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Canyonlands National Park, Still A Work in Progress After All These Years


Canyonlands's Cheslar Park is a place of geological whimsy. Kurt Repanshek photo.

It is one of the most rugged and physically demanding parks of the continental United States. And it also is one of the most beautiful works of landscape architecture, one that continues to evolve. And yet, Canyonlands National Park is still not a completed work.

Even though it rises, falls, bends and plunges across 527 square miles, this red-rock gem in southeastern Utah is incomplete.

In a nutshell, in the early 1960s when politicians were working to set aside this unique landscape, the dialog was dominated by disputes between whether this new national park should have a distinct multiple-use bent -- primarily focused on mineral development and grazing -- or one more preservationist.

Those disputes reduced the size from a once-proposed 832,000 acres to less than 250,000 acres when the park was created on September 12, 1964. (For an excellent accounting of this battle, read Thomas Smith's article from Utah's Historical Quarterly magazine.)

While the park now stands at 337,598 acres, there long has been a contingent out there that believes Canyonlands will be incomplete until some lands -- largely to the east of the park-- are added. Back in 1987 there even was legislation in Congress to more than double the park's size, to 754,600 acres, but it gained little traction.

While hope remains in some circles that an expansion one day will come about, Canyonlands at its present size is nothing to scoff at. From the spacious views possible atop the Island in the Sky District and the colorful, and spindly, rock architecture in the Needles District to the rugged and archaeological-rich Maze District, this is one park you cannot tame. Depending on the season, you might discover that you have to carry your own water for a multi-day backcountry trek. In the high heat of summer, when temperatures eclipse the century mark, you'd be ill-advised to vanish for long in the backcountry.

But that's OK, as there are many incredible front-country sights that make this park user-friendly.

Atop the Island in the Sky you not only can gaze to the horizon through Mesa Arch or climb atop Whale Rock for a gander into Upheaval Dome, but you can look across the deep canyons cut by the Green River as its negotiates Stillwater Canyon. Climb up Aztec Butte and you can investigate the granaries that ancient Puebloans once used to store grains.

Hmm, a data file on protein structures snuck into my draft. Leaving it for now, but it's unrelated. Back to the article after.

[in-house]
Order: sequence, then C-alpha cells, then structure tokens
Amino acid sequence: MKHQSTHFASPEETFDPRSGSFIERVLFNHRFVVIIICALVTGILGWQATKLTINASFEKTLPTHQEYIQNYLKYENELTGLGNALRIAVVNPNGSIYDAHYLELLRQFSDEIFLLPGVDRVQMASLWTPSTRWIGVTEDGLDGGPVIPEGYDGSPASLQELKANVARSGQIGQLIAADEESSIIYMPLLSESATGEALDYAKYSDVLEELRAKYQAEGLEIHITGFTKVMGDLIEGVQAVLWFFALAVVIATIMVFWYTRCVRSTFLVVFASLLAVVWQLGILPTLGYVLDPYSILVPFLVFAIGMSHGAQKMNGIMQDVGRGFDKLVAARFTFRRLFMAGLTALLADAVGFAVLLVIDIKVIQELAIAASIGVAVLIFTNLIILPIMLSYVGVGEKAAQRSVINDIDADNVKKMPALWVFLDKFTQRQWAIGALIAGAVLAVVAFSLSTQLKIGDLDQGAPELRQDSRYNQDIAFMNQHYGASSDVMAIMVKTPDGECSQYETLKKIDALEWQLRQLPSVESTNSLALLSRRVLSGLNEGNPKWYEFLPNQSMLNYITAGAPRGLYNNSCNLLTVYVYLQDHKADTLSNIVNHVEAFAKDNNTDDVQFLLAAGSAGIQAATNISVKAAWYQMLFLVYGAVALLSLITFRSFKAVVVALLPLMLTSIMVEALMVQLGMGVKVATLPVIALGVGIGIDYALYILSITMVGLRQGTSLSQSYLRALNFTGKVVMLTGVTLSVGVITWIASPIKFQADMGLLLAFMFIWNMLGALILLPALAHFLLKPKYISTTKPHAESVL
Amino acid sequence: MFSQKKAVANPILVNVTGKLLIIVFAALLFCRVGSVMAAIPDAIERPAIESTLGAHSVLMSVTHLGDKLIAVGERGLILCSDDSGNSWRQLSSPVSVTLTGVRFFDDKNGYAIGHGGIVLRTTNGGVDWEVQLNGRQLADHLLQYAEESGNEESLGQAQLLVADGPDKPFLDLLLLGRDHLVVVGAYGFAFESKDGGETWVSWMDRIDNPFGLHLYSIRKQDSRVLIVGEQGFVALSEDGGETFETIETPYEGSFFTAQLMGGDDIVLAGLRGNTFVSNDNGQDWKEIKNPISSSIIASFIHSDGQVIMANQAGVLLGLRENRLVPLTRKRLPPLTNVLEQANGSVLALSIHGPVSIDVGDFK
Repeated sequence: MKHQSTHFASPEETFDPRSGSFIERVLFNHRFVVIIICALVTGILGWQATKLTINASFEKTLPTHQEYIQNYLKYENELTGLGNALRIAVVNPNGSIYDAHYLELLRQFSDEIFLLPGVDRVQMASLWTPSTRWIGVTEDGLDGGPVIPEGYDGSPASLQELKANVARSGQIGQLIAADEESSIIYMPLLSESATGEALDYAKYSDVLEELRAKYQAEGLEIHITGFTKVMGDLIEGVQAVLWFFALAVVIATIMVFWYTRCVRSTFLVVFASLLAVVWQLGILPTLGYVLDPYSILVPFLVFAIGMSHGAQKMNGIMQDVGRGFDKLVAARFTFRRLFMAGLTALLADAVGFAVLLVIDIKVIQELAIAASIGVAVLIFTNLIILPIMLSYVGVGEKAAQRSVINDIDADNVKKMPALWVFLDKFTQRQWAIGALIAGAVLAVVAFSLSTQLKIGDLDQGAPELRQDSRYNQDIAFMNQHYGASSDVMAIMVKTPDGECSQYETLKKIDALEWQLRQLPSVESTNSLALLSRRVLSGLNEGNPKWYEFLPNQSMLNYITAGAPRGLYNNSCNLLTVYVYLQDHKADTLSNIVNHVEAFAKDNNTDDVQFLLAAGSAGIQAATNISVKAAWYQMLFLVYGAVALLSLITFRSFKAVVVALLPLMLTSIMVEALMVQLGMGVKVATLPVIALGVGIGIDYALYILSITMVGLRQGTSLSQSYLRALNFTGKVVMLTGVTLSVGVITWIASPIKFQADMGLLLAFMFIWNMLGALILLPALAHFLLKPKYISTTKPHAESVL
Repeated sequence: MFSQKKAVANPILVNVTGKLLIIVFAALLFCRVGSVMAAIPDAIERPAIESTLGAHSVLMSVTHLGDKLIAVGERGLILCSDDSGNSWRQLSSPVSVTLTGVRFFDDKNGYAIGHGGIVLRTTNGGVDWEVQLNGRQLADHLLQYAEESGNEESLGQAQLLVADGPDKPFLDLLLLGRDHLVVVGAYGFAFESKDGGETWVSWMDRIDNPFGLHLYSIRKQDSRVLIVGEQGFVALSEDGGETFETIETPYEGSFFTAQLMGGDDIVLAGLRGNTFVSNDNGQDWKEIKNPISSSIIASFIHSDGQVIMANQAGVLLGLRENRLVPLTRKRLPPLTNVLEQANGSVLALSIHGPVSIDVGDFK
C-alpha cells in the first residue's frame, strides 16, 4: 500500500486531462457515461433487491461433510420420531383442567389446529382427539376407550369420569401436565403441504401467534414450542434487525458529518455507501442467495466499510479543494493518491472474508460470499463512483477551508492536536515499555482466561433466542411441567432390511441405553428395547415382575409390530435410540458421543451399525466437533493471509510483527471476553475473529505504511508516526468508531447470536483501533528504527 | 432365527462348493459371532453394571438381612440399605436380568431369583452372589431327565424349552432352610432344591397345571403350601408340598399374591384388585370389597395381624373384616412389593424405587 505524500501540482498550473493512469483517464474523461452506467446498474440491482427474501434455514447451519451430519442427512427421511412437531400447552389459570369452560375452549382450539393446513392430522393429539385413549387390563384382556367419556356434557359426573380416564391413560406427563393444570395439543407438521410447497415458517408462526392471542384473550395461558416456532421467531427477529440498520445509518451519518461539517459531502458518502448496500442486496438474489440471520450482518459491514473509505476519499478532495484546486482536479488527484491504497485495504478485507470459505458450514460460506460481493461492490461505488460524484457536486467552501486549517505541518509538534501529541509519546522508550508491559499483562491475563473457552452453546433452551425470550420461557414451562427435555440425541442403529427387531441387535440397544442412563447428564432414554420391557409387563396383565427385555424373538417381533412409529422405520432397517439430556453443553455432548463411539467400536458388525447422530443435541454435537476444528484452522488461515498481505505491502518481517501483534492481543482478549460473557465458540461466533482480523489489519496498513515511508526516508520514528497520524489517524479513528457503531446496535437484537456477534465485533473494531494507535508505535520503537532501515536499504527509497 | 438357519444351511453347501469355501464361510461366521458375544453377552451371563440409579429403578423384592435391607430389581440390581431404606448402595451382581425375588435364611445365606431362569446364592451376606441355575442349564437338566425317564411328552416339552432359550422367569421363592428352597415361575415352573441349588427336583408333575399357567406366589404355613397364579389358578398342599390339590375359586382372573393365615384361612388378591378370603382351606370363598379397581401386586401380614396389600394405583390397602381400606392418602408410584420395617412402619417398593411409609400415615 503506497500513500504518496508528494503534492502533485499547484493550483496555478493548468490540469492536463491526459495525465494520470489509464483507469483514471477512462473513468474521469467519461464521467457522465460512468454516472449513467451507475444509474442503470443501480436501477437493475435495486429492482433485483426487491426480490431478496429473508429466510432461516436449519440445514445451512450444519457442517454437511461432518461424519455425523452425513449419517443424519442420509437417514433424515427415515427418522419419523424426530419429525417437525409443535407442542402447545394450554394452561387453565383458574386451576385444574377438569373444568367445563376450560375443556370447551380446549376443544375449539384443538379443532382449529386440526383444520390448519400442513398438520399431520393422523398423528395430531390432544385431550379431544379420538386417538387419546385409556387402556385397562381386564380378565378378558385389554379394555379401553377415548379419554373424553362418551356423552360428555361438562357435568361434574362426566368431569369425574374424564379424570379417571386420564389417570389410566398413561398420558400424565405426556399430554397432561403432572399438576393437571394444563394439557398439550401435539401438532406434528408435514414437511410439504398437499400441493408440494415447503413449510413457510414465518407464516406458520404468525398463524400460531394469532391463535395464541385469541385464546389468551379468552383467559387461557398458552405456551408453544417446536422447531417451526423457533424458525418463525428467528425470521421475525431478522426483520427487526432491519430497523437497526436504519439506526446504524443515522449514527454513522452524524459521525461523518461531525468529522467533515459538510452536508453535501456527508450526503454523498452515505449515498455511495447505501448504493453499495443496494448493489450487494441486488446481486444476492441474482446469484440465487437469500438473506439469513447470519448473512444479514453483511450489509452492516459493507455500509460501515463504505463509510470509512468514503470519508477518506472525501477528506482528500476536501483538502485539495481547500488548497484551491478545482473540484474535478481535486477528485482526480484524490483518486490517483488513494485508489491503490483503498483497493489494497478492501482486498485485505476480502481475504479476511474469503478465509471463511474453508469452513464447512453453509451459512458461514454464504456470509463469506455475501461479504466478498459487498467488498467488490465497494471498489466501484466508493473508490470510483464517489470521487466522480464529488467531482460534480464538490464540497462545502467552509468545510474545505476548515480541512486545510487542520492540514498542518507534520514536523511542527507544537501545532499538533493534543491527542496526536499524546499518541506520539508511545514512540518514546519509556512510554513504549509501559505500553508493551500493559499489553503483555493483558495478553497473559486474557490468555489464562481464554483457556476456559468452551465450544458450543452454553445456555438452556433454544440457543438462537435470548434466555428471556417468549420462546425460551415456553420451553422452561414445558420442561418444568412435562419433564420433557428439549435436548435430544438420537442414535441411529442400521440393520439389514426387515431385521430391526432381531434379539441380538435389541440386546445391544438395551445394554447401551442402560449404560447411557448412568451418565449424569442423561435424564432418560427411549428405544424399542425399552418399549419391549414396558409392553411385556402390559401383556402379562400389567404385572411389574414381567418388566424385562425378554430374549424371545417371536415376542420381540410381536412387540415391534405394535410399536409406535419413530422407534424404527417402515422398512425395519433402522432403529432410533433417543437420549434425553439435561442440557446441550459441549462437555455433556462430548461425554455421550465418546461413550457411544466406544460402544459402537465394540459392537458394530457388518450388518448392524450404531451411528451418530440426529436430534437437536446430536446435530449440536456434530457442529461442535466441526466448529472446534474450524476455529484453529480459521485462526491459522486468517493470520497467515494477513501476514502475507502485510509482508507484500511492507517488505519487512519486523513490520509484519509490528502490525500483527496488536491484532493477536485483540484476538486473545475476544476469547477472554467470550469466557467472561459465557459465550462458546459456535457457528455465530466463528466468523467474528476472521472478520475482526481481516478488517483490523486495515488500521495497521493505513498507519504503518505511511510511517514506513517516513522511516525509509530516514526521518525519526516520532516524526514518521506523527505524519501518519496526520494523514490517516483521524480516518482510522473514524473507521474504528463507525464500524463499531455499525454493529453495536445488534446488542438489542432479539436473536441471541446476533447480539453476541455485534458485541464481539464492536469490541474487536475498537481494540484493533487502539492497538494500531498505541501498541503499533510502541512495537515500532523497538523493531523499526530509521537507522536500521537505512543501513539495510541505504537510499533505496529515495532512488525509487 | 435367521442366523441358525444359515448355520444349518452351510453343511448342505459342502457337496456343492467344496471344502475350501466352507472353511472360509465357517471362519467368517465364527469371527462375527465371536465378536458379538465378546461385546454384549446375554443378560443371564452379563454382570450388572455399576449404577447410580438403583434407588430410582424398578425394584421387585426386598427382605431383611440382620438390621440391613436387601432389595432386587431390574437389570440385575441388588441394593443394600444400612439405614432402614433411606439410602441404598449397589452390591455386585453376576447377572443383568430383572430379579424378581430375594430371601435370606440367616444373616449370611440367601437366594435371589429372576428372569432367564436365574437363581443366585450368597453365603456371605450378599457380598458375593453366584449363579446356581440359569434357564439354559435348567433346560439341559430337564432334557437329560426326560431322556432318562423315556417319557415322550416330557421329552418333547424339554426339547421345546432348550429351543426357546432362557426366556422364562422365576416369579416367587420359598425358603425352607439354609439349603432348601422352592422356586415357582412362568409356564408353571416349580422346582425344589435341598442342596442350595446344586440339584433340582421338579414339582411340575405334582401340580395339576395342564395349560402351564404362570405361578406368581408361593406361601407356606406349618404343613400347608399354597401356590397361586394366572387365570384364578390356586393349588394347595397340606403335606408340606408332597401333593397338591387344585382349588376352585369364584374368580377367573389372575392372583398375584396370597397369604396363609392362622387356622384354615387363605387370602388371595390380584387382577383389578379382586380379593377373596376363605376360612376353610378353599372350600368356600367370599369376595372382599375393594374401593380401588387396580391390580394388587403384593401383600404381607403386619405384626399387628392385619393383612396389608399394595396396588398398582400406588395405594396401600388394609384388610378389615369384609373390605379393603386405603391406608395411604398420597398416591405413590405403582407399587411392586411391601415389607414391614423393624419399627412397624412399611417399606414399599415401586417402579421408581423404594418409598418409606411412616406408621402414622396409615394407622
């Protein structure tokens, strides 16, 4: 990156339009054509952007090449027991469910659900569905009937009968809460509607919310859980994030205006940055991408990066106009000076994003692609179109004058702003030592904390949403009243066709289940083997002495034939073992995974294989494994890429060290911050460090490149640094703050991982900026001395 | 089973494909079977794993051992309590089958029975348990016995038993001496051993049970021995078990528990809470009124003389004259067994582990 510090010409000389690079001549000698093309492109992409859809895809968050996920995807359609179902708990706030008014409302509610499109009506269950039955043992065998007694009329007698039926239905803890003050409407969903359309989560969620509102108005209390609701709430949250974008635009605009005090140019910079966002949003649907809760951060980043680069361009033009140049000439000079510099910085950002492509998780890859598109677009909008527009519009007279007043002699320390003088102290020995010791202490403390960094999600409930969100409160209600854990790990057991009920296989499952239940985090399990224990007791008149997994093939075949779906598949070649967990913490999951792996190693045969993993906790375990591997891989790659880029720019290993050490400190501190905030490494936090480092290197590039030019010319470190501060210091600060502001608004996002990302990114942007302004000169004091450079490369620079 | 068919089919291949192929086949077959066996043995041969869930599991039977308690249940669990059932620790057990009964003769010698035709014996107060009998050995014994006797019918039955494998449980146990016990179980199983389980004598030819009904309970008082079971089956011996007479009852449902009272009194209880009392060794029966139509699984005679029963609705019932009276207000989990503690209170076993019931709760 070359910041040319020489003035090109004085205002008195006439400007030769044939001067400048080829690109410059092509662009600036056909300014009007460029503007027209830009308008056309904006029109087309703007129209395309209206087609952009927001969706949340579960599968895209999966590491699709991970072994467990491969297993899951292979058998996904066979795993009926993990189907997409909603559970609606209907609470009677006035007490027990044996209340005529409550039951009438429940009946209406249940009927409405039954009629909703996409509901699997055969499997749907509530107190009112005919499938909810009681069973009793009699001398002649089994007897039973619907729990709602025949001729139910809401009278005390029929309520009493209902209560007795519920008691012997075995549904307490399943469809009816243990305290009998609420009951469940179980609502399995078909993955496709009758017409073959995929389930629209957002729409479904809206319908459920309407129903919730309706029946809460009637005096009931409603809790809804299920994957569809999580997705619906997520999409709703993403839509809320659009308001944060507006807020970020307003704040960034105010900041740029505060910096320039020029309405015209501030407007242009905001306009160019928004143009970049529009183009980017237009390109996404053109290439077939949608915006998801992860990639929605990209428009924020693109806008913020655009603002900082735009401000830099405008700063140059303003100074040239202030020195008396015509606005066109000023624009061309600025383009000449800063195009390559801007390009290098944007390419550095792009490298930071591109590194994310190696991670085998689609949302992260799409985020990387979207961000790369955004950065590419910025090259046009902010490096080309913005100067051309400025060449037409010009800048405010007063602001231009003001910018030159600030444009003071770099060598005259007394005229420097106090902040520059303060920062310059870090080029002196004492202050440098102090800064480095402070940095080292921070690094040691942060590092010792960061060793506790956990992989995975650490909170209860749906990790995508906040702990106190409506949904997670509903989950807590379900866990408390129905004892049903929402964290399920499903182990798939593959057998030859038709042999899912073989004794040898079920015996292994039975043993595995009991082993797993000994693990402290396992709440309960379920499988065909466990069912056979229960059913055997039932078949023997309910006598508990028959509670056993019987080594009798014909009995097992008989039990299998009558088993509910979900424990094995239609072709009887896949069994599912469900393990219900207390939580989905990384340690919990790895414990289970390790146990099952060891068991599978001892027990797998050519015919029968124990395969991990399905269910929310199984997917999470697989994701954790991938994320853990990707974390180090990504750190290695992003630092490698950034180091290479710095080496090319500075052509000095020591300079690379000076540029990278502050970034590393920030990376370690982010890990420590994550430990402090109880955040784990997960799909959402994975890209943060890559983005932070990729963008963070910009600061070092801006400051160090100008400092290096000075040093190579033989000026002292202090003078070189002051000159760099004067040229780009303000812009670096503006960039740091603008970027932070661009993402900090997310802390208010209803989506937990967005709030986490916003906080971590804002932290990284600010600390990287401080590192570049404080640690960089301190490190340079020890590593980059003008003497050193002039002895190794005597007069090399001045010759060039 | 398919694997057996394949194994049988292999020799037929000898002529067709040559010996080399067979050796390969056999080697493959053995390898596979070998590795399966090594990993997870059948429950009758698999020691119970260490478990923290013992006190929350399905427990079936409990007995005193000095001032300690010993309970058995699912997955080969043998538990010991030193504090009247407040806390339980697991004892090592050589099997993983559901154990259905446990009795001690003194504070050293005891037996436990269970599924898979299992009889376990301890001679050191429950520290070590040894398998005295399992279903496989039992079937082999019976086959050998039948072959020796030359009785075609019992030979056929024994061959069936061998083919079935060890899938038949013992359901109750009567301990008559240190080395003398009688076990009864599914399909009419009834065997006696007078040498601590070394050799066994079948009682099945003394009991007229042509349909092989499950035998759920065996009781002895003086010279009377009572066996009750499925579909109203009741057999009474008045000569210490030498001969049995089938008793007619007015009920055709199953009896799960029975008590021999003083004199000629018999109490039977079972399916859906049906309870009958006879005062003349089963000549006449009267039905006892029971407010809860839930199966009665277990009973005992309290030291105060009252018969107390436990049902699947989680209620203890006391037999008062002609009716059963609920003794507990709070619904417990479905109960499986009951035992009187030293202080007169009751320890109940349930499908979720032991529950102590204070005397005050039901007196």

In the Needles District you can find yourself standing amid rock hoodoos and goblins, check out intriguing and curious formations, (including one dubbed Paul Bunyon's Potty and another known as Wooden Shoe Arch), or view not just a cowboy camp from the early 1900s but also prehistoric archaeological sites.

The Maze District is truly for the hardy, as it takes a somewhat long, jouncing ride along a dirt road off Utah 24 to reach the district, which you then need to hike down into. Once there, though, you can explore Horseshoe Canyon and try to figure out the meaning of all the strange and wonderful rock art images left behind by ancient ancestors thousands of years ago.

Above all, though, Canyonlands is a park where nature's stature, and demands, can overwhelm you. It's a park you definitely enter on its terms. But it's one where the geology, though stark and at times unforgiving, is also beautiful and intriguing.


Canyonland's is a beautiful of the best I have ever visited. Great trails that lead to fantastic views.......this park is a must see. When Arches NP gets too crowded, just head a few miles up the road to Canyonlands......well worth the trip.

Canyonlands National Park is the least visited of Utah's five national parks and is truly one of the great gems of the national park system. Near and dear to my heart, and perhaps one of the most threatened by energy development, Canyonlands deserves to be expanded to include the Glen Canyon NRA lands to the west and BLM lands to the south all the way down to Dark Canyon, which is losing some of its protected status in the newly-minted proposed final Monticello Resource Management Plan. The canyons from Dark to the current park boundary would be excellent additions to Canyonlands.

The elements illustrated quite well for me how treacherous canyon country travel can be during a four day backpack trip in the Needles District. My friends and I had planned a Dark Canyon expedition during the very, very dry winter of 2005-2006, when by early March not a snowflake was to be found anywhere in the Abajo Mountains and Elk Ridge where our hike would begin. So, the second weekend in March, we arrived in Moab just in time for a blizzard, which cut off access to the upper trailheads to Dark Canyon west of Blanding. We made a last minute decision to spend four days in the Needles instead. When we arrived, the snow hadn't reached such a low elevation yet, so we were elated that we'd have a good-weather backpack trip. Our elation lasted until that evening while setting up camp in Chesler Park, which soon received about six inches of snow, drifting up to a foot in places. We spent the next three days negotiating icy slickrock above precipitous cliffs and slots, making an otherwise tame trail truly treacherous. During the whole hike, we encountered no other visitors and we had more fun in that wild, wild place than I've had anywhere else in a long, long time.

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